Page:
It would be hard to guess, but this arrangement of bamboo sticks and cowrie shells makes up a map of the ocean and the greater Marshall Islands region. (Credit: A.926.1/DMNS)
This post originally appeared in the online anthropology magazine SAPIENS. Follow @SAPIENS_org on Twitter to discover more of their work.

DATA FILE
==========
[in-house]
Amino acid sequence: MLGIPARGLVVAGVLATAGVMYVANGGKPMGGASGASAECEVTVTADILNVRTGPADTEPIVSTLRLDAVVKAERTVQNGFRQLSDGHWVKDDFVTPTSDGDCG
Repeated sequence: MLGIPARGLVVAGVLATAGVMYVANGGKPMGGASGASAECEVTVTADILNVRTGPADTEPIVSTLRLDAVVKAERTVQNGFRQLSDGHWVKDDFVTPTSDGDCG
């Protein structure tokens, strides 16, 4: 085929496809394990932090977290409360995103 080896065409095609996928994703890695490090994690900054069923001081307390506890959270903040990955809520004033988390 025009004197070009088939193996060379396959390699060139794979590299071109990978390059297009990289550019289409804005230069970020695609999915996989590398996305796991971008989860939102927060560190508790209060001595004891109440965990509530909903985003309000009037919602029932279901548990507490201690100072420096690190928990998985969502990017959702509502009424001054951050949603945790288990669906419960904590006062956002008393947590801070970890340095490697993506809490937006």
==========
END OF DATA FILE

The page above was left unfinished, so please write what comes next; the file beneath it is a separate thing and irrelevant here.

In a recent blog post, I focused on the Global Positioning System (GPS) and mused on how we ever got along without high-tech navigational aids. GPS units became common in cars and phones only in the last 15 years or so. I remember when a road trip required a stop at the local American Automobile Association office to gather free maps of the planned route. Likewise, I remember when well-traveled road warriors had at least one dog-eared copy of a Rand McNally Road Atlas in their cars. Those days are gone, and I miss them.My interest in maps dates back to the mid-1980s when I was in college. My late bibliophilic father, Edward G. Nash, invited me to a lecture on the history of maps at The Caxton Club, a private club in Chicago for book aficionados. I’ve long since forgotten the name of the speaker, but I never forgot the gist of his presentation. Historically, he said, to orient a map meant putting east at the top of the document. I was incredulous. How could that be? How could east be at the top of a map? North is up! North has always been up! That’s the natural order of things, right? On the contrary. Any direction or landmark can be placed at the top of a map. It’s up to the mapmaker and what that person seeks to convey. Ever since then, I’ve loved the fact that maps are relative, powerful, and inherently political documents. The Denver Museum of Nature & Science curates a wonderful object that again challenged my preconceived notions. It’s a “stick chart” of the greater Marshall Islands region in the South Pacific. Located about 2,500 miles southwest of Hawaii and 1,900 miles northeast of Papua New Guinea, the greater Marshall Islands region includes 29 coral atolls and five coral islands scattered along two parallel chains that stretch from northwest to southeast in lines roughly 500 miles long. At sea level, and to the uninitiated, the area seems a confusing mix of terribly small islands dispersed across large and dangerous expanses of open ocean. The stick chart, known locally as a rebbelib, is made of bamboo sticks and cowrie shells arranged across a trapezoidal frame. Whereas the arrangement of sticks and shells may appear haphazard, it’s not. The sticks represent ocean currents, wind patterns, and wave swells well known to Marshallese navigators. The cowrie shells represent island groups, not individual islands. Taken together, the bamboo sticks and cowrie shells constitute an abstract navigational chart of the Marshall Islands region. The stick chart is a map! Even more remarkable than the artifact is the apprenticeship and testing required to become a fully sanctioned ri-meto, or navigator, in Marshallese society. After years of practice and experience, an apprentice is blindfolded and taken in a canoe to a remote, undisclosed part of the ocean, far from any point where land is still visible. He’s told to lie down in the bottom of the canoe. His blindfold is removed, so he’s only able to see the daylight sky above. He stays there, motionless, literally feeling his way across the currents and swells. The canoe acts as an extension of his body, amplifying the maritime signals as they reverberate across its wooden planks and crossbeams. His job is to determine his location by comparing the influx of tactile data to his cognitive map. Once oriented, he’s allowed to rise and sail to where he thinks land should be. The proof is then in the pudding—either he makes landfall or doesn’t. Anthropologist Joseph Genz recently documented the efficacy of this technique through controlled experiments, but proof also exists in the archaeological record. Archaeologists have determined that even the most remote Pacific islands were inhabited by human beings long before the advent of modern navigational techniques. We know that Australia, the island continent, was inhabited more than 50,000 years ago. This is despite the fact that Australia was never connected to Southeast Asia by a land bridge, not even during the peak of the last ice age about 20,000 years ago. In short, humans got to Australia by crossing dozens of miles of open water in some kind of seaworthy vessel. That didn’t happen by accident. We know that humans inhabited Easter Island by about A.D. 400. Located 2,300 miles west of Chile and more than 2,500 miles east of Tahiti, the island is arguably the remotest place on Earth. How did people get there? They almost certainly made use of celestial navigation techniques for such long-distance voyages, but they also almost certainly used objects like stick charts to document the regional geography. That didn’t happen by accident either. Give credit where it’s due. So the next time Siri says you missed a turn, be grateful that you’re not blindfolded in the bottom of a canoe. And remember that humans have successfully used many different navigational techniques to explore this wonderful planet over the millennia. Enjoy the trip!